Isanya Köhne


Geschefrethut hetschrewijvan – “It is one of the ugliest languages I have ever heard, as if someone has a bad cold and a runny nose”. This is one of the most frequently made comments I came across when researching what people think of the Dutch language. Yes, we know how it sounds, but trust us, it’s a pretty interesting language.
Known as a West Germanic language and with many similarities to German and English, we’d like to introduce you to the Dutch language, or in other words known as Netherlandic or Nederlands Dutch. Many people speak it, and many dialects exist. Not only in the Netherlands is where you’ll come across it, the language stretches all over the world to Indonesia, Suriname, Curaçao, Bonaire, and a couple other places. It originally derives from what is called Low Franconian, the speech of the Western Franks from about 700 CE. Around the Middle Ages the language was known as Dietsc, or Duutsc. It was historically equivalent to German (Deutsch) and simply meant ‘language of the people’ (The Editors of Encyclopaedia Britannica, 2019). 

Despite the similarities it’s got to English, it is considered one of the most difficult languages to learn as it has a lot of sounds that do not exist in English. Yes, learning Dutch can almost seem impossible but that is only if you don’t know how to do it. Both (2018) states that even linguistically talented people who speak multiple languages encounter real challenges when trying to speak Dutch, therefore concluding that there’s something about our precious language that makes it extremely tough. However, he also mentions that there are many ways for you to get started and basically decipher the Dutch language on your own. You’ll notice that when you actually read the words, and know the rules to those words, you’ll be able to understand much more and pretty quickly. We’re not going to bother you with these lessons, but if you’d like to read a little bit more about it, I recommend the following article by Albert Both where he’ll take you through the few rules the Dutch language has.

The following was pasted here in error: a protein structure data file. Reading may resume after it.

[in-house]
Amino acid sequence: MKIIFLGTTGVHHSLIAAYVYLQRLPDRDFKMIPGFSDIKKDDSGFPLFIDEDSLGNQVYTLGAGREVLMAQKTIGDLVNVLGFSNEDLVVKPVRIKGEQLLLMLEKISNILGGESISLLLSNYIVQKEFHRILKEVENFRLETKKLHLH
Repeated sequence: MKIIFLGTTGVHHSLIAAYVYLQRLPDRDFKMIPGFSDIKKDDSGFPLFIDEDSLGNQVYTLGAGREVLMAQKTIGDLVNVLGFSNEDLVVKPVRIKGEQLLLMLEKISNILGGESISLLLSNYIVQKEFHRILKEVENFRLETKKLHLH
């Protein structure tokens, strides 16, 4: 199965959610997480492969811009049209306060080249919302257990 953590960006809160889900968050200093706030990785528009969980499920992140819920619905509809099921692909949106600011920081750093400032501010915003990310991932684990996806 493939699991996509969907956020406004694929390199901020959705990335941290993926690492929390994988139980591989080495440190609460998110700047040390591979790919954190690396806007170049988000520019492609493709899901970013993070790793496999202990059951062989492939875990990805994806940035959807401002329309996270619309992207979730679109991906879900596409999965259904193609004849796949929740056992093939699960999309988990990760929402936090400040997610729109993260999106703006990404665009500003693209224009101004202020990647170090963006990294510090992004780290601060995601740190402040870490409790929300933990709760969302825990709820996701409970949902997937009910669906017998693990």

Don’t really want to learn Dutch? No worries, because luckily, the Dutch are also known as very good English speakers. Ranking #1 for years according to the EF English Proficiency Index (2019), the Dutch prove they know how to master the English tongue. But why and how do the Dutch know English so well? As mentioned in a previous article post, the Netherlands plays a huge part on the global market, where the used language is English. The saying goes, “Where there is business, there’s English” and therefore the Dutch are all in for it. Other than that, a big contributor to mastering the English language so well is that we don’t dub foreign language TV and movies. This allows children to get acquainted with the English language at a very young age already and they’ll continue to do that as they grow up. 

So, are you brave enough to give the Dutch language a try? Then we’re all here for it! Below we’ve made a list with some of the best Dutch words and sentences that might come in handy and we encourage you to try these out. Let us know in the comments which one is your favourite Dutch word. 


Both, A. (2018), “Is it really that difficult to learn Dutch?”

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EF English Proficieny Index (2019), “The world’s largest ranking of countries and regions by English skills”

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The Editors of Encyclopaedia Britannica (2019), “Dutch Language” 

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